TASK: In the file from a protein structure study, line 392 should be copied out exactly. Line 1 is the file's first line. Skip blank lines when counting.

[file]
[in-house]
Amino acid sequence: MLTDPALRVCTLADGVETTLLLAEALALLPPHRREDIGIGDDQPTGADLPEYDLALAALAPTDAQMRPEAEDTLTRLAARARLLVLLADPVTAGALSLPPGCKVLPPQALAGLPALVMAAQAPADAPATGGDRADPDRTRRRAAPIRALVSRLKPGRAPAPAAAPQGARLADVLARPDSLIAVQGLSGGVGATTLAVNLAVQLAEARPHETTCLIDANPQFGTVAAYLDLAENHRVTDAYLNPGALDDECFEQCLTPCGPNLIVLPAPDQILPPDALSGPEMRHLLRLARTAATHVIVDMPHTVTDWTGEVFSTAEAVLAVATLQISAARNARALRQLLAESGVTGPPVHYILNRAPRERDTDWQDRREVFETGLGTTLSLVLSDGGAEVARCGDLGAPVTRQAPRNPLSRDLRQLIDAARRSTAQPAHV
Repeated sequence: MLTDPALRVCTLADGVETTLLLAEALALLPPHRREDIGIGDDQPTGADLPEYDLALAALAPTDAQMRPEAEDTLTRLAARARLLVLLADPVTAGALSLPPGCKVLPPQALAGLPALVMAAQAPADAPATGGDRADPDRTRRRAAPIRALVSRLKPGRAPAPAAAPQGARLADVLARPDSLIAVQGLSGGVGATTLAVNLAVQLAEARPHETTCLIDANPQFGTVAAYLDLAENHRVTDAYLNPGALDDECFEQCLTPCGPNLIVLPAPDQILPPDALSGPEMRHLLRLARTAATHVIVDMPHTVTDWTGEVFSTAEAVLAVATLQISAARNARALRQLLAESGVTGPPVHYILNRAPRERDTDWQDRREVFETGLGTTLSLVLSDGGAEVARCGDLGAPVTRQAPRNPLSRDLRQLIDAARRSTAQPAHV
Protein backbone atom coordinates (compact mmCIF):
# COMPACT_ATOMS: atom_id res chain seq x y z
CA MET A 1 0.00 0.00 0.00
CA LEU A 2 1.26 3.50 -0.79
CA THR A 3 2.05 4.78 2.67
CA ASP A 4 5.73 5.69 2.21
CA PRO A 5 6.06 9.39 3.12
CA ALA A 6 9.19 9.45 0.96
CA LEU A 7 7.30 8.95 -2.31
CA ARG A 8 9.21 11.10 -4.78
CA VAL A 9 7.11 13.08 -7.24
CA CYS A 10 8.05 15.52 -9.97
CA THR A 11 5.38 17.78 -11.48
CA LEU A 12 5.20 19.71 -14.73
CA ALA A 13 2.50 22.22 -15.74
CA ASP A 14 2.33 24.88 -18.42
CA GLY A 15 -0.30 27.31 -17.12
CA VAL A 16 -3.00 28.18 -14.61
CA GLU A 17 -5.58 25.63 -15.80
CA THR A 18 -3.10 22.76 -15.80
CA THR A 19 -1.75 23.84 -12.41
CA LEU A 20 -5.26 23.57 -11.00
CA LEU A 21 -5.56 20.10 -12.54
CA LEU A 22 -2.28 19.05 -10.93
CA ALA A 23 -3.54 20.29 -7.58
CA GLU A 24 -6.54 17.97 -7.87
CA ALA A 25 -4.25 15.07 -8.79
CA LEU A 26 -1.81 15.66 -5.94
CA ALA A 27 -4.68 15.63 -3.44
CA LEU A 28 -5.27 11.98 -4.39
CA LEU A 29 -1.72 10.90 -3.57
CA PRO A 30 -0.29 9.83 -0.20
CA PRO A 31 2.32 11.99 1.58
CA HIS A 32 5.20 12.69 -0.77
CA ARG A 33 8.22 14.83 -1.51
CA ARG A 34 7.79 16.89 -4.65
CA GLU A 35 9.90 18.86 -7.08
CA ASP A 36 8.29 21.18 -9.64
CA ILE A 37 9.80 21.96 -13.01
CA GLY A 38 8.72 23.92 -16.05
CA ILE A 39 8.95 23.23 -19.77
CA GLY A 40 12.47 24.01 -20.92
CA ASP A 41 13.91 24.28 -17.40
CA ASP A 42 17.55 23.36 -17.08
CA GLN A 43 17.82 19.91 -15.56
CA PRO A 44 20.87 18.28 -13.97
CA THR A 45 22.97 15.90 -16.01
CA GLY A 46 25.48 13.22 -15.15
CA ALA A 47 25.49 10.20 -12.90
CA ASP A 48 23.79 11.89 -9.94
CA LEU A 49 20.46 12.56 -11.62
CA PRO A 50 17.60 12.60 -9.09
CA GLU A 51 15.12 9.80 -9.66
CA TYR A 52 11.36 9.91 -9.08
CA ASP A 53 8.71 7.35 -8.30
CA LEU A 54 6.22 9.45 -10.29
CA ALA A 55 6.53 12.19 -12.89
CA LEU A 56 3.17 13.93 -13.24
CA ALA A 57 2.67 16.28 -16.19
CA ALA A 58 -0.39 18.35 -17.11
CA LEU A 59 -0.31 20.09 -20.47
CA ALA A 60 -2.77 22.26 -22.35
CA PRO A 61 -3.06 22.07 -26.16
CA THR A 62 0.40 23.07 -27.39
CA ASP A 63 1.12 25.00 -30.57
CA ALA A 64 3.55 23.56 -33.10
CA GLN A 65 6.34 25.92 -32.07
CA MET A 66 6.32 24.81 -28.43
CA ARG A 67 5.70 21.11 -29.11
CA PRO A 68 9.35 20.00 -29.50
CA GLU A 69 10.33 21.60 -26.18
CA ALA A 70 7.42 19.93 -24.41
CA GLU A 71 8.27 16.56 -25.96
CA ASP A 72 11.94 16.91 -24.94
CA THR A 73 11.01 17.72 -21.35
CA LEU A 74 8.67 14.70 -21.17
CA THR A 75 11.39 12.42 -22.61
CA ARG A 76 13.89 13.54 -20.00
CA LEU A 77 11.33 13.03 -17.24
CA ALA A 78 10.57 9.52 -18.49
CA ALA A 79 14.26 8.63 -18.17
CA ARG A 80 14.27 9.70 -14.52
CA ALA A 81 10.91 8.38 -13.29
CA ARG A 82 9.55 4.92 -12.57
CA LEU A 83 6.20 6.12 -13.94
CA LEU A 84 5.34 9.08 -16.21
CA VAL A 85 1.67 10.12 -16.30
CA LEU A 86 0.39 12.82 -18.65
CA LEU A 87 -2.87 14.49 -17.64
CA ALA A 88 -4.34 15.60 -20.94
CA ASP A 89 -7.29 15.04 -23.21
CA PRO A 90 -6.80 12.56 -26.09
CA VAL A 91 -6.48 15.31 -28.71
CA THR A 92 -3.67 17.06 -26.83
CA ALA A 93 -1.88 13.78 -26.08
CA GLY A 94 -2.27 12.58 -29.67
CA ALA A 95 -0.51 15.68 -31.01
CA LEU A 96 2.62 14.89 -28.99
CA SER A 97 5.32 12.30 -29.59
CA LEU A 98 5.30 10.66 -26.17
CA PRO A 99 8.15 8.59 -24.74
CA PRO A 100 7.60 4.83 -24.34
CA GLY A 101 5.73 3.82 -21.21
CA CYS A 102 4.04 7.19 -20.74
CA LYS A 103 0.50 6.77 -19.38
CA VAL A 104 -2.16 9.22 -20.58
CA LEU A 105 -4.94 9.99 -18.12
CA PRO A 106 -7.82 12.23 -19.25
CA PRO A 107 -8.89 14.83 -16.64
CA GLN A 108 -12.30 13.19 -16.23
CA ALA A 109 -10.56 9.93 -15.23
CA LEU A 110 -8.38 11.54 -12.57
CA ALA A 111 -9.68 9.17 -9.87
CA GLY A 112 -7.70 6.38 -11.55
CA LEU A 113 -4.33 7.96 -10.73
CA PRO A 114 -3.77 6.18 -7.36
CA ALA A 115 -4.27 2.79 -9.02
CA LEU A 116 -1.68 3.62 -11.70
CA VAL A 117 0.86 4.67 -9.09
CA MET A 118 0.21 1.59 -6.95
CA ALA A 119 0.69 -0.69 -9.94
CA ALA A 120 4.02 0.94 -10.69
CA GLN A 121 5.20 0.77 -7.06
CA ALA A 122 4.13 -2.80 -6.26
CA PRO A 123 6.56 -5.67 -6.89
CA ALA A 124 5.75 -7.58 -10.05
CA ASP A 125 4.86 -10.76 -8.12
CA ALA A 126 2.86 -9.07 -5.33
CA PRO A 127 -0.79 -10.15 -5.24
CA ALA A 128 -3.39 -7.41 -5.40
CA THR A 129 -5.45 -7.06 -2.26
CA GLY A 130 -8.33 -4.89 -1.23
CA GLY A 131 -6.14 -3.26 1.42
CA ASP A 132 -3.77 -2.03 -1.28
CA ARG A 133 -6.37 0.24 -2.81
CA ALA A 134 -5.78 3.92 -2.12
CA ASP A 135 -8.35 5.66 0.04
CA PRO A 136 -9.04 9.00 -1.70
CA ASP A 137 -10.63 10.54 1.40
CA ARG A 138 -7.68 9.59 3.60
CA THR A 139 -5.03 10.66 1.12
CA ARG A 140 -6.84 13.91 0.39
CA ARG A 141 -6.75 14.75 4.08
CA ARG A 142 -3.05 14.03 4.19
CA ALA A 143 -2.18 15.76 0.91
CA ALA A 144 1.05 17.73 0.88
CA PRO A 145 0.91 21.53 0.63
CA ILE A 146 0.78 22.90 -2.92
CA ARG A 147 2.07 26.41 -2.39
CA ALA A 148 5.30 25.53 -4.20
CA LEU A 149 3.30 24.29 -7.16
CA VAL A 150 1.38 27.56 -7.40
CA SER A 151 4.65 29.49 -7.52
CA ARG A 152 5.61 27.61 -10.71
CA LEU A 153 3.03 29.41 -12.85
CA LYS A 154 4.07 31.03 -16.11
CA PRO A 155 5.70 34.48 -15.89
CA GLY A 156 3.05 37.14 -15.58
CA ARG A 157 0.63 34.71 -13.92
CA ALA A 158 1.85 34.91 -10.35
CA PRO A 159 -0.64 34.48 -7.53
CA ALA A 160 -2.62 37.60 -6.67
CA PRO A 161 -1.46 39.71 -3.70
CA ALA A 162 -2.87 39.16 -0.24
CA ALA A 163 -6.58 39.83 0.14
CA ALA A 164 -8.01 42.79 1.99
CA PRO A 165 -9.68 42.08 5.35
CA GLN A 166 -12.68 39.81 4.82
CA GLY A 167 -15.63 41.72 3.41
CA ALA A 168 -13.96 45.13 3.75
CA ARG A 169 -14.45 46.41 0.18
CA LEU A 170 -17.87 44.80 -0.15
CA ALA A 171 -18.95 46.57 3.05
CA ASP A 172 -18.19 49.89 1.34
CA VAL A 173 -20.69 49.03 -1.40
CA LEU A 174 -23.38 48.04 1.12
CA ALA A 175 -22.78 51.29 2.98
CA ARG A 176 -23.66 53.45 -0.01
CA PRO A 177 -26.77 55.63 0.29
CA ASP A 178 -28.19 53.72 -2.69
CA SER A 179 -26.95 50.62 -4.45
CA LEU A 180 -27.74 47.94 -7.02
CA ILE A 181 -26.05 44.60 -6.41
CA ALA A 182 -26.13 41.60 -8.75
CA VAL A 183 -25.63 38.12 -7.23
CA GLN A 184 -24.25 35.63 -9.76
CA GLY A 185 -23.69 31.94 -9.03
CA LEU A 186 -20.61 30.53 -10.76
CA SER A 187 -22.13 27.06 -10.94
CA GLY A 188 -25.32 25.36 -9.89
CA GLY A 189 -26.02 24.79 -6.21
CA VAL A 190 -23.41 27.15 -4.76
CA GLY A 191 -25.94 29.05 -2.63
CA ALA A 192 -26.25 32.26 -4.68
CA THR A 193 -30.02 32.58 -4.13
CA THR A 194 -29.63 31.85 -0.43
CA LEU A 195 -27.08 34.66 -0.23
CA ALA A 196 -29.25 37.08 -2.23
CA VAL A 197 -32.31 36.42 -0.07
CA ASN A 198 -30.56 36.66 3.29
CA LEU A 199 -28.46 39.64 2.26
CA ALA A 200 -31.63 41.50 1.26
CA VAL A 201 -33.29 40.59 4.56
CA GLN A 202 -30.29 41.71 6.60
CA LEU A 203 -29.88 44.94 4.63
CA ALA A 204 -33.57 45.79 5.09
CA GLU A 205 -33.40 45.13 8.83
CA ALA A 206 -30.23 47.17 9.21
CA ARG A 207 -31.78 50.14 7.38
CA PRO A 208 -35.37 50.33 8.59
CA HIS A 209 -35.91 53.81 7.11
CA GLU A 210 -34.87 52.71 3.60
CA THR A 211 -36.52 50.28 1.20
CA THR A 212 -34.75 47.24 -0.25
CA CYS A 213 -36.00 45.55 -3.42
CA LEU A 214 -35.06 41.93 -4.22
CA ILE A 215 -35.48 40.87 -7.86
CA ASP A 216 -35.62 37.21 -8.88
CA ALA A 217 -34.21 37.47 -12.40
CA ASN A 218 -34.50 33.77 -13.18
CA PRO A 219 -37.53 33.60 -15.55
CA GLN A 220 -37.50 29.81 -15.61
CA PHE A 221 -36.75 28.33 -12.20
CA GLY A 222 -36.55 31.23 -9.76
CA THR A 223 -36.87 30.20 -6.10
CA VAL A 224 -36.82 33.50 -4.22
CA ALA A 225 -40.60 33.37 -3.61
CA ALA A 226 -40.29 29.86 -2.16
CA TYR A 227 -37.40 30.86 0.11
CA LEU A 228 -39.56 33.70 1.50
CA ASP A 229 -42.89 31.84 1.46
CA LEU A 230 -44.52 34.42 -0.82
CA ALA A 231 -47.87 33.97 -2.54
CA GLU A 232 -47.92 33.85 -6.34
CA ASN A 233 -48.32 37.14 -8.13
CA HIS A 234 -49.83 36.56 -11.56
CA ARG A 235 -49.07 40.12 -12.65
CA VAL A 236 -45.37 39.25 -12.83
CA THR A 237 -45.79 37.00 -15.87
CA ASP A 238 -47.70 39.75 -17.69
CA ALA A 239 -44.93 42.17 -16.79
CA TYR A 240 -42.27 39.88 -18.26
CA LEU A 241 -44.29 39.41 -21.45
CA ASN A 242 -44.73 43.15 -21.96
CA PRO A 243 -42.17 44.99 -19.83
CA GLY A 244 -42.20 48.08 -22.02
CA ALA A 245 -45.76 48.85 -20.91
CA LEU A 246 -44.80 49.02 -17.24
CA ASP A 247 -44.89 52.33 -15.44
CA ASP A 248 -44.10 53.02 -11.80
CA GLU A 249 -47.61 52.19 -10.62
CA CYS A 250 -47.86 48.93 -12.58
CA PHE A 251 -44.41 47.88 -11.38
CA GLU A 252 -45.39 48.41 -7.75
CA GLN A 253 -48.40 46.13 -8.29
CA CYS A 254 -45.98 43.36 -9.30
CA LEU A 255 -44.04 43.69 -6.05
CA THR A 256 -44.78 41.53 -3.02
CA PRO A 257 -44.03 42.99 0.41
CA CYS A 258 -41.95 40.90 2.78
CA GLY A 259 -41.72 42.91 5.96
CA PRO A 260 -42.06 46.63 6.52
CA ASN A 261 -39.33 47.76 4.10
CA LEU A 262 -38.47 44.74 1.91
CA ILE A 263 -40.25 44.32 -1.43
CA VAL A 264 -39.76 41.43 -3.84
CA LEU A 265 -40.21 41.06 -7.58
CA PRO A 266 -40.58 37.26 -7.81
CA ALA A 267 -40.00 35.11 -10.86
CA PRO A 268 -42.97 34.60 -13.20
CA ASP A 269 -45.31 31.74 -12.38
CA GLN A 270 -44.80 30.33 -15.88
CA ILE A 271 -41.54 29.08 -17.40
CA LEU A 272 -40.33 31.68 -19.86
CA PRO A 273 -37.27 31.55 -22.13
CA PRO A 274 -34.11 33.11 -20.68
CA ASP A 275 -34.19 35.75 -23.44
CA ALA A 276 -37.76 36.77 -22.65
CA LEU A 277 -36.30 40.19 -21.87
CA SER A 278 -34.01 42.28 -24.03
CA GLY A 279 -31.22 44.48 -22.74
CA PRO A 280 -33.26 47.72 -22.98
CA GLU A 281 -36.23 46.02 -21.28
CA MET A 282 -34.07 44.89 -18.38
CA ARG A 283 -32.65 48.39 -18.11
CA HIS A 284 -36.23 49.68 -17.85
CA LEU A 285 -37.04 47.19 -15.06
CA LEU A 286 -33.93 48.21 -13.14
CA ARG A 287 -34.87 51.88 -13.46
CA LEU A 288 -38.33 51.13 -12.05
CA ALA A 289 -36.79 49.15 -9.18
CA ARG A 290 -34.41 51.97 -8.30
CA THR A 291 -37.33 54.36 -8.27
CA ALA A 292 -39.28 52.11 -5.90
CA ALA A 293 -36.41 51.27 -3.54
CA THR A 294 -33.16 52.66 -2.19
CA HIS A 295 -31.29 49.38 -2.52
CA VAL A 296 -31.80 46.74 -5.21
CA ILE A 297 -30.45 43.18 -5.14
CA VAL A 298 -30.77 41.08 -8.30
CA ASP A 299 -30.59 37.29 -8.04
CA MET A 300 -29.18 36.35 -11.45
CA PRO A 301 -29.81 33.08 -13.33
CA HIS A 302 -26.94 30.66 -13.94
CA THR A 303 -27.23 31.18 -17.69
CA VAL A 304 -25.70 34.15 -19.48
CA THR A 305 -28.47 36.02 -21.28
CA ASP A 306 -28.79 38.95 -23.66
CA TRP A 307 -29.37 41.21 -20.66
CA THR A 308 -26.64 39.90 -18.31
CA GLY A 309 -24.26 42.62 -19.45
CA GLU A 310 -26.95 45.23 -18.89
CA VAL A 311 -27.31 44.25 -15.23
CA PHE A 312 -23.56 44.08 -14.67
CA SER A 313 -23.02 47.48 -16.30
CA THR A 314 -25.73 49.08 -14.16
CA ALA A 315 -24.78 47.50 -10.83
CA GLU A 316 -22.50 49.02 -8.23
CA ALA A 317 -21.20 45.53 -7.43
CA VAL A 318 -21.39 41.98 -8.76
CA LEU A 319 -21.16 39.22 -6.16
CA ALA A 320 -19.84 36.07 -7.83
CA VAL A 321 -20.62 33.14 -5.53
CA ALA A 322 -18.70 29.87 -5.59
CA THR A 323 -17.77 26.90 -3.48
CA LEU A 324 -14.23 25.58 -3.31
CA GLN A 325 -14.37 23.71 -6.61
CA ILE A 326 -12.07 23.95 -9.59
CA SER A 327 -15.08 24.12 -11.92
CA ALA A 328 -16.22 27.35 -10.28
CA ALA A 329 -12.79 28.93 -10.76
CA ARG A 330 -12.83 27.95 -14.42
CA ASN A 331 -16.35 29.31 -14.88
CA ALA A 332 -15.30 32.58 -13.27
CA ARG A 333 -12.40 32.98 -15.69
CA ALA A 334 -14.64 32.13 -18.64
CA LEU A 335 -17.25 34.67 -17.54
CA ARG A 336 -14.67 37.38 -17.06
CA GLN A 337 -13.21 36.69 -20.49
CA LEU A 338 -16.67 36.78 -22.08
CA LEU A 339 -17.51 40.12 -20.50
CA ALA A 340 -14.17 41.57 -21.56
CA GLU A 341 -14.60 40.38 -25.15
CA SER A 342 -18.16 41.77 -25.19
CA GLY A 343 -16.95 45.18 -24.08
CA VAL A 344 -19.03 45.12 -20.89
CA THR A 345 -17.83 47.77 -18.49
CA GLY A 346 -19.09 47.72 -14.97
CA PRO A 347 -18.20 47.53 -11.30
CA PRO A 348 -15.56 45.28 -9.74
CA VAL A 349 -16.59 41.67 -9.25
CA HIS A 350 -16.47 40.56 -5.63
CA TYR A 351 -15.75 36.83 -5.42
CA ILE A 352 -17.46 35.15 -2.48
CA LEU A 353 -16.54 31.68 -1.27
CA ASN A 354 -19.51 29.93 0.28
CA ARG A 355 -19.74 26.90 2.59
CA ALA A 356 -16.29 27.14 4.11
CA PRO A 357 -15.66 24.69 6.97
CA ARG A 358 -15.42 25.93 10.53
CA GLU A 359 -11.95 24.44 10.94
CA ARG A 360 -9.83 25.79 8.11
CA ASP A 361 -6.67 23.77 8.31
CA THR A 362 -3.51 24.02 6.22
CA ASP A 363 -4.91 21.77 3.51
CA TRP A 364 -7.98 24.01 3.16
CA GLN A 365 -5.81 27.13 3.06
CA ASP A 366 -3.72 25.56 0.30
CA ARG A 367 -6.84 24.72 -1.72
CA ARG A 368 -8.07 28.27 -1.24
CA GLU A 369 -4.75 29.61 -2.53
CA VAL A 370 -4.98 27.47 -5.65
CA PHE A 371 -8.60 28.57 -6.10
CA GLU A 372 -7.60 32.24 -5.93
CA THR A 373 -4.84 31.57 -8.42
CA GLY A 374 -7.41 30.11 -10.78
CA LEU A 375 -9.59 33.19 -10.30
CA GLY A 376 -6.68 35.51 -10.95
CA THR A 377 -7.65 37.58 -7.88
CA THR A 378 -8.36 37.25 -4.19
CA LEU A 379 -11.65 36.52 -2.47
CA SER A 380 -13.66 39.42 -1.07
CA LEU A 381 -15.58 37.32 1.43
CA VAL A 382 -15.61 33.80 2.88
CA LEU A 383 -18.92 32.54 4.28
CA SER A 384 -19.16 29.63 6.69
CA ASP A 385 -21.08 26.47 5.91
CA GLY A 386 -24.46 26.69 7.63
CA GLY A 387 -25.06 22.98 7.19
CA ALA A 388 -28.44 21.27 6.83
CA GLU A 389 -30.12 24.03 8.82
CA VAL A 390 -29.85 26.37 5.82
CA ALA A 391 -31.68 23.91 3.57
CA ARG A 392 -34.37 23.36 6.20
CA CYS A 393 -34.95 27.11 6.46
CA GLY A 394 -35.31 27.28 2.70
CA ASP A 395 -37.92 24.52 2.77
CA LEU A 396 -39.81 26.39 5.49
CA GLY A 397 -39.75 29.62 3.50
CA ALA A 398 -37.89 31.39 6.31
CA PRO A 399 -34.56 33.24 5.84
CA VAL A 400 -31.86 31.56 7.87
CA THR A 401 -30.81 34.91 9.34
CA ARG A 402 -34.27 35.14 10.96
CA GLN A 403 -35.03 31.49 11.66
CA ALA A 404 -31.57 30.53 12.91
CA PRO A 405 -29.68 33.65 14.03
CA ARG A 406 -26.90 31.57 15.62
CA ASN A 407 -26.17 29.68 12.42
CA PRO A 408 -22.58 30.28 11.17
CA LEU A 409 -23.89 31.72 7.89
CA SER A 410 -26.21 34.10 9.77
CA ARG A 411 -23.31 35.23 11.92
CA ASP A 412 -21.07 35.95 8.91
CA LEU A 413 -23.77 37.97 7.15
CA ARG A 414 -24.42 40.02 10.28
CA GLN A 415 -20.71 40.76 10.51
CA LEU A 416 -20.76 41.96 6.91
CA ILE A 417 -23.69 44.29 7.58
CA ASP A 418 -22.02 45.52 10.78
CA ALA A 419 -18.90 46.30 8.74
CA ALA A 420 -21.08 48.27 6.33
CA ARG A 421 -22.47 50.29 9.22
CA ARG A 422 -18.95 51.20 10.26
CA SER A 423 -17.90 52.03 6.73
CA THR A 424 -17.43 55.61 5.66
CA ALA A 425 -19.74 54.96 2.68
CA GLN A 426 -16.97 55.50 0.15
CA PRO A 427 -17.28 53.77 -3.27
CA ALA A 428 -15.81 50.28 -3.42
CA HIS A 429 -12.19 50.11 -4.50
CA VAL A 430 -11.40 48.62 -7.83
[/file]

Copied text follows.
CA GLY A 387 -25.06 22.98 7.19